With the supply chain for building materials clogged, Canadian exporters and United States importers of softwood lumber want the Biden administration to do something about the U.S. tariffs imposed on that commodity. That’s especially so since President Joe Biden announced on October 31 that the U.S. would ease tariffs on European steel and aluminum, and Commerce Secretary Gina Raimondo, on a press call, said that agreement “will provide relief in the supply chain,” that it’s “good for American manufacturers,” and that it will “lower costs and create more jobs.”

That prompted Chuck Fowke, chair of the National Association of Home Builders, (NAHB), to complain, “What about cost relief for millions of American home buyers who have seen costs rise by tens of thousands of dollars over the past year?” He blamed that on “unprecedented lumber price volatility fueled by tariffs on Canadian lumber.” The U.S. imports nearly one-third of its lumber requirements from Canada. 

“Until a long-term solution can be reached,” Fowke added, “the administration needs to suspend duties on all imported building materials and goods, including Canadian lumber.”

The dispute over tariffs on Canadian softwood lumber, which goes back at least to 2002, when the U.S. imposed countervailing and anti-dumping duties on the commodity, was exacerbated earlier this year when the Commerce Department, following a review, nearly doubled duty rates on Canadian lumber to a total of 18.32%, in a preliminary ruling. Those new rates have yet to be finalized.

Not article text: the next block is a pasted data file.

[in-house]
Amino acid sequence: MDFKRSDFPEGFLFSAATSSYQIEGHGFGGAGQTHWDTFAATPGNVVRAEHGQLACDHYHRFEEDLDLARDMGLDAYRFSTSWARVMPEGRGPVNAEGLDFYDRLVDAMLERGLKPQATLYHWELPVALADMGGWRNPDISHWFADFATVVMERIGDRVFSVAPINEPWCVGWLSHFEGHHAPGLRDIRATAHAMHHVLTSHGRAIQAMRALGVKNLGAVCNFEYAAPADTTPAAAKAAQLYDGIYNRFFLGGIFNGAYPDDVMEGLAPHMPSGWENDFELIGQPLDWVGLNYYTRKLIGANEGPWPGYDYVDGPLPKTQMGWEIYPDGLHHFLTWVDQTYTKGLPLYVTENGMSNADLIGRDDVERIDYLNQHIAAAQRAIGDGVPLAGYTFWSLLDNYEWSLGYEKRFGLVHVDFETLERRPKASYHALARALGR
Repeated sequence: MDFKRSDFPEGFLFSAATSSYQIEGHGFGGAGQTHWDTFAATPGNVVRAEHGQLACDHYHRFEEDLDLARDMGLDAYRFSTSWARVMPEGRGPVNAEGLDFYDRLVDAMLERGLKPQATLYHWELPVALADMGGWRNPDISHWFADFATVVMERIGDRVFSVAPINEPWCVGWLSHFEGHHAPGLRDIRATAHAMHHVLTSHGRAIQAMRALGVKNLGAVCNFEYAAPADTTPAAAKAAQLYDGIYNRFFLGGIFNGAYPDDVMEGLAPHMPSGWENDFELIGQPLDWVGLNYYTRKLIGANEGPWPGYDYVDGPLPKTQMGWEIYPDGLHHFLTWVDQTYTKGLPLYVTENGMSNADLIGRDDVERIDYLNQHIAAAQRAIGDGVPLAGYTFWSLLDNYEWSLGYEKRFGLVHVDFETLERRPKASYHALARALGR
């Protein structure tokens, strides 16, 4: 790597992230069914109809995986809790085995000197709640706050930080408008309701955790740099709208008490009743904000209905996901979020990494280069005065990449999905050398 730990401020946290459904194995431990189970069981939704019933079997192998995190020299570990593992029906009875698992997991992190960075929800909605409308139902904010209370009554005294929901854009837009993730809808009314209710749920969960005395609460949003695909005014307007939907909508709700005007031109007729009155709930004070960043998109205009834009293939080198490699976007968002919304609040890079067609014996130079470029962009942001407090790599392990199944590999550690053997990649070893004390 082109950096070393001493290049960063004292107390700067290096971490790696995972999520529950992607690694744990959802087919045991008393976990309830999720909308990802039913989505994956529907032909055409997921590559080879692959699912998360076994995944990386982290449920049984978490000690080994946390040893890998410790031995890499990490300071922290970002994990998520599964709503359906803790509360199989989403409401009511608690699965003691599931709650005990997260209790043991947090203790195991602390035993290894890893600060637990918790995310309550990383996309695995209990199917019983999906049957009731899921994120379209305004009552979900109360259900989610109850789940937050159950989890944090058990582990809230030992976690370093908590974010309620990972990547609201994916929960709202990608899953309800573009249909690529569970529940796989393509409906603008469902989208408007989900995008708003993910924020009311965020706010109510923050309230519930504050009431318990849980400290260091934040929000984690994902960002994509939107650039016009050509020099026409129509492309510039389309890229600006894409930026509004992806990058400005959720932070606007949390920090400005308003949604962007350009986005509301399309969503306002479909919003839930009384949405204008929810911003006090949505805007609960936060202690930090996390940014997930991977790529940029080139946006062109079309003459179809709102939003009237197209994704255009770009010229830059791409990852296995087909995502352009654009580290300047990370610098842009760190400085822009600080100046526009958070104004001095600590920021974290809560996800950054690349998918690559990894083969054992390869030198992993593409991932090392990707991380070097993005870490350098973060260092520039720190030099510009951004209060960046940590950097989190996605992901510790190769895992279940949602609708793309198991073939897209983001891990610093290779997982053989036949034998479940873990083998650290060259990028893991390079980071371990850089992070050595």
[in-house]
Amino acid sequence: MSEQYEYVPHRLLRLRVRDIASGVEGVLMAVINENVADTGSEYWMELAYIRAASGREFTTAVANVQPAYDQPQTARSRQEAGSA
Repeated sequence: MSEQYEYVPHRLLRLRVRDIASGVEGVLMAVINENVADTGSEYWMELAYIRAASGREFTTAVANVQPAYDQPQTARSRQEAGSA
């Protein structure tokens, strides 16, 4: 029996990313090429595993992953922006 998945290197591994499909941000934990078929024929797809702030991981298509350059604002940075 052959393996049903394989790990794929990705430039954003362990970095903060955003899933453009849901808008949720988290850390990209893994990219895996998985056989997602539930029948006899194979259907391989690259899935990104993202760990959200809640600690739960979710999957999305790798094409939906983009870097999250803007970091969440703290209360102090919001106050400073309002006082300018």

Domestic producers credit the tariffs for “robust U.S. sawmill investment and capacity expansion” since 2016. According to Jason Brochu, co-chair of the U.S. Lumber Coalition, the U.S. industry produced an additional 11 billion board/feet of lumber during that time, enough to build 730,000 single-family homes.

Much of that additional production took place in U.S. sawmills that were bought by Canadian forest companies, according to Brian Menzies, executive director of British Columbia’s Independent Wood Processors Association (IWPA). One of those Canadian companies was Western Forest Products, a producer based in Vancouver, which uses processing centers in Washington state “to partially mitigate the damaging effects of duties on our products destined for the U.S. market,” according to a company report. The company’s lumber shipments to the U.S. represented 44% of its total lumber revenue in the first three quarters of 2021, up from 39% last year. 

Another wrinkle to the ongoing dispute has been the inclusion of high-value specialty lumber products in the punitive tariffs. Western Forest complained that it is “disproportionately impacted by these duties” since its “shipments to the U.S. market consists of significant volumes of high-value, appearance grade lumber.” 

The IWPA claims that Canadian value-added wood manufacturers are unfairly penalized by the dispute. “Value-added wood producers end up paying the duty twice,” said Menzies. They buy Canadian softwood lumber with the U.S. tariffs priced in “and when the value-added product is exported the duty is applied to the higher price.”

With supply-chain snafus ongoing, and demand for wood products increasing, it’s fair to say that many lumber interests on both sides of the U.S.-Canadian border would appreciate some respite from this ongoing controversy.